Photo albums

A selection of images from the EagleCam2 camera system at the AgriStar Crowned Eagles’ nest.

Last updated 11 October 2020.

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31 August to 11 October 2020
12 July to 28 August 2020
06 June to 08 July 2020

Video slideshow

More than 90 EagleCam2 photos were used to produce this 5:39 minute video slideshow. It illustrates the intense activity at the eagles’ nest after the first egg was laid laid on 26 August. 

The second egg, laid during the night of 31 August, can also be seen on the first photos of the next morning (1 September).

Fresh leaves were brought to the nest several times during this 8-day period.

More about what the photos illustrate

Crowned Eagle nests require regular maintenance. Before breeding, for months that nest is vacant and sticks fall down due to wind and extreme weather events. Before egg laying the nests are neatened up and new sticks are added to the nest to reinforce the bowl in which the eggs are laid. These sticks can be very long, sometimes over 1,5 m long. These are brought to the nest by both male and female eagles. Fresh leafy foliage is brought to nest throughout the breeding season. Prior to egg laying, a thick bed of leaves covers the bowl of the nest. Leaves from many species of trees are used for the lining. During the early stages of nest repair and courtship, prey is very seldom delivered to the nest. However, in one of the photos the male Crowned Eagle is offering the hind quarters of a small vervet monkey to the female eagle (15 Jun), and later a slender mongoose (12 July). Thick-tailed bush babies were brought to the nest on 28 July, 30 July, 17 September and 25 September. A portion of what appeared to be a young nyala carcass was brought to the nest on 31 August.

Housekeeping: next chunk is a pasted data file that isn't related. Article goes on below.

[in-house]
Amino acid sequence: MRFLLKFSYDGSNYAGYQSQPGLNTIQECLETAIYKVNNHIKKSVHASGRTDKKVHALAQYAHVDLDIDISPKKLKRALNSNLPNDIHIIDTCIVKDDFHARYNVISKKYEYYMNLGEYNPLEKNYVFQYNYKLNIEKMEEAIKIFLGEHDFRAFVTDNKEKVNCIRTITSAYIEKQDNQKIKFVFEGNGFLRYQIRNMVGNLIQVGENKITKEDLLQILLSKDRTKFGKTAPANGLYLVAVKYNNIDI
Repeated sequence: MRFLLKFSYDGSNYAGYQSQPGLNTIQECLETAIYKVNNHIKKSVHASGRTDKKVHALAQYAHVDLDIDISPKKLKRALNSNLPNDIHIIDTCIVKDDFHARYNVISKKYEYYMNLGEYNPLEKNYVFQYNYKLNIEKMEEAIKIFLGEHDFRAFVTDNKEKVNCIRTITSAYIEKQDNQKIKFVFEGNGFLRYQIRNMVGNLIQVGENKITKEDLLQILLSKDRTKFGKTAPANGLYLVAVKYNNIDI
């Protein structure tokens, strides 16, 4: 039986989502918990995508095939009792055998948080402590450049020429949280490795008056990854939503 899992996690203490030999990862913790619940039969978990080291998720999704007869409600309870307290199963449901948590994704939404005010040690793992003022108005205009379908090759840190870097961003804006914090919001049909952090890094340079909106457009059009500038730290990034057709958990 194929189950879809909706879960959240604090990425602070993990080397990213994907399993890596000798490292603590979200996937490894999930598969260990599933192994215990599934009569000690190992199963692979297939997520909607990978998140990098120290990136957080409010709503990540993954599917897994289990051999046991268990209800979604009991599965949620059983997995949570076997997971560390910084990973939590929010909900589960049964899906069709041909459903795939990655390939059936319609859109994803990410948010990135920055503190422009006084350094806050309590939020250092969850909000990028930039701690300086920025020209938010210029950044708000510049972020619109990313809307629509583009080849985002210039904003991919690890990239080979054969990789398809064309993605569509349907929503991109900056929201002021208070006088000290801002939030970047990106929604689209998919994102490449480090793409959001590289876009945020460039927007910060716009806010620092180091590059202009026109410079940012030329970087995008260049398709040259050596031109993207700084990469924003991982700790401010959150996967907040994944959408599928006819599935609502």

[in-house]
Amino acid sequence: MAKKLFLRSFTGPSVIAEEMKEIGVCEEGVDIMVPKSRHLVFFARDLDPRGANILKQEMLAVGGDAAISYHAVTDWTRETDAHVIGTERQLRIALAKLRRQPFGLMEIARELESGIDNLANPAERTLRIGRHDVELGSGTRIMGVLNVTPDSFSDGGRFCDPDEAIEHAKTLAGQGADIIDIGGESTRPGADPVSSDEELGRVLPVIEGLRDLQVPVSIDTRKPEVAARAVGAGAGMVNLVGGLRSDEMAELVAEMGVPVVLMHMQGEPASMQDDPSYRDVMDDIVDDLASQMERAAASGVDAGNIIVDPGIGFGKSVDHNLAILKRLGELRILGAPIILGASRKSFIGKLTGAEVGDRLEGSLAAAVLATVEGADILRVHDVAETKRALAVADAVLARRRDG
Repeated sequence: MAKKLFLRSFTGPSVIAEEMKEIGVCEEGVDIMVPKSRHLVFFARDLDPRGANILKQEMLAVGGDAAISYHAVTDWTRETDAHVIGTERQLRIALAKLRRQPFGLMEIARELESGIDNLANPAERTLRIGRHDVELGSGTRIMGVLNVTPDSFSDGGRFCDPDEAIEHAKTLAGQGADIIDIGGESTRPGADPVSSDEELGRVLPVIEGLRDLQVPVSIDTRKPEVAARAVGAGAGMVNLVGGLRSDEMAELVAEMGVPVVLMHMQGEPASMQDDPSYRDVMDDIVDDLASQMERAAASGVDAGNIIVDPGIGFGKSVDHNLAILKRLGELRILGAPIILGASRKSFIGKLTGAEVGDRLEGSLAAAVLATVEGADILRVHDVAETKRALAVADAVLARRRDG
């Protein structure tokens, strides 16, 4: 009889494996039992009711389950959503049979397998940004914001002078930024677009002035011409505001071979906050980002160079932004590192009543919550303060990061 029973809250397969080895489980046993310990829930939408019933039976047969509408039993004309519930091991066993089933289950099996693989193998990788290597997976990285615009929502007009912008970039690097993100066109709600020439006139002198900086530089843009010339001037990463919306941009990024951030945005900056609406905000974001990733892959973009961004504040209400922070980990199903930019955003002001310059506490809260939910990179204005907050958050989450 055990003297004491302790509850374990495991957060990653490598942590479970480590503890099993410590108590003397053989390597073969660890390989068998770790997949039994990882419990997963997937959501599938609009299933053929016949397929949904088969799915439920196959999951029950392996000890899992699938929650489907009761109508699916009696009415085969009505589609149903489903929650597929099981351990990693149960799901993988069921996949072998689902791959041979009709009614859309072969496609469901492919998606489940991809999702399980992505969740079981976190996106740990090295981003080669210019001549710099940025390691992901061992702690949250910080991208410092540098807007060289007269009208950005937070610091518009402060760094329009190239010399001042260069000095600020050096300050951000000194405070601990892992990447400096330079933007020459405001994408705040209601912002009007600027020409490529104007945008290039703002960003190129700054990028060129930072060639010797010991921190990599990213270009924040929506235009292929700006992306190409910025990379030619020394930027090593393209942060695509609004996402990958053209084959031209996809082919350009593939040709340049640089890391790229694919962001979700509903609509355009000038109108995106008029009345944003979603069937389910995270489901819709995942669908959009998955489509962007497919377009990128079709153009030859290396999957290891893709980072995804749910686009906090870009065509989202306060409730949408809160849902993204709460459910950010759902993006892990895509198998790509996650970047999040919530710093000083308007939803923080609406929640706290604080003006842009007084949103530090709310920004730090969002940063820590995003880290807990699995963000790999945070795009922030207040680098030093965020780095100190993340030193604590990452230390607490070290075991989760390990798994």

Copulation takes place a number of times before egg laying and takes place mostly on the nest but may also take place in a tree close to the nest tree. 

Egyptian Geese have frequently been recorded using raptor and other large nests in trees. Egyptian Geese have indeed been seen on the nest a couple of times (6 June and 7 July). It is very unlikely that this opportunistic pair of geese will continue to try to use this nest as the eagles spend more time in the vicinity of the nest. An African Harrier Hawk was also recorded on the nest (16 July).

The eagles laid their first egg on the night of 26 August, and the second egg four days later (night of 31 August). Crowned Eagles usually lay two eggs although a single egg is not that uncommon. Most clutches in South Africa are laid in September but earlier and later clutches are not uncommon. According to the literature the second egg is laid up to 4 days after the first egg. The second egg is a guarantee for raising a chick should one egg be infertile or fail to hatch for any reason. The colour of the eggs may also vary. While some are blotched with faint rusty spots, others like this egg are pure white. With time they may become stained from the nest residue after rains. What was interesting in this instance is that the bowl of the nest was not lined with green leaves at the time of laying. Sprays of green leaves were however brought in by the male shortly after it became light and he saw the egg for the first time. A small unidentifiable prey item was brought to the female by the male on the second morning after the egg was laid and as was usually the case, the male tried to copulate with the female but she was not responsive although she held her head down in a submissive posture. It has been recorded in the literature that both male and female eagles share incubation duties and this can last 49 – 51 days. Garth Batchelor has recorded eggs taking 54 days (on two occasions) to hatch. In this instance we can expect the egg(s) to hatch on about 15 October.